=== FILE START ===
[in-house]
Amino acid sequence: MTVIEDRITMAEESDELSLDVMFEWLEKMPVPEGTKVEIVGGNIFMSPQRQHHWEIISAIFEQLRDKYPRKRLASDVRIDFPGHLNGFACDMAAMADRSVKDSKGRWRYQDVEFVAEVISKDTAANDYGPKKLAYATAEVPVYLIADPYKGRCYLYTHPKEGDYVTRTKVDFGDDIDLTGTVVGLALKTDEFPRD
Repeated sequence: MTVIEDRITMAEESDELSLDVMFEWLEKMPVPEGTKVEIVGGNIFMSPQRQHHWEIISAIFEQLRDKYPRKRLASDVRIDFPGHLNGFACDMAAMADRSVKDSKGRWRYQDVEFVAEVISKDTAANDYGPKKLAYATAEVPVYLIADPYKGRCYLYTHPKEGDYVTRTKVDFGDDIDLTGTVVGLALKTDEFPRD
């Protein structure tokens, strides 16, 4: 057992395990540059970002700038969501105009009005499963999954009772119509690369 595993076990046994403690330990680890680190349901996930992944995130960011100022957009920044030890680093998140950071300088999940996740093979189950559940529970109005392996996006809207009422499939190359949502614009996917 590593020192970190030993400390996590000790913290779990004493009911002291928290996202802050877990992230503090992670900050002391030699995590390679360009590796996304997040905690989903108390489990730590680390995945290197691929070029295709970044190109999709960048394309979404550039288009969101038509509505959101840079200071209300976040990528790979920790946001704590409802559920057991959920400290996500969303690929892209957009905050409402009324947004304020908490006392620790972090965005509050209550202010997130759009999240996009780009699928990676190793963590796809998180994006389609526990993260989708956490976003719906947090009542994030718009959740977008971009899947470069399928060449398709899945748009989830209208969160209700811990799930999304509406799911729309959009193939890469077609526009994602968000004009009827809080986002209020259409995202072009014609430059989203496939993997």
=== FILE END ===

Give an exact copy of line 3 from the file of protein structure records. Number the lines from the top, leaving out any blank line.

Repeated sequence: MTVIEDRITMAEESDELSLDVMFEWLEKMPVPEGTKVEIVGGNIFMSPQRQHHWEIISAIFEQLRDKYPRKRLASDVRIDFPGHLNGFACDMAAMADRSVKDSKGRWRYQDVEFVAEVISKDTAANDYGPKKLAYATAEVPVYLIADPYKGRCYLYTHPKEGDYVTRTKVDFGDDIDLTGTVVGLALKTDEFPRD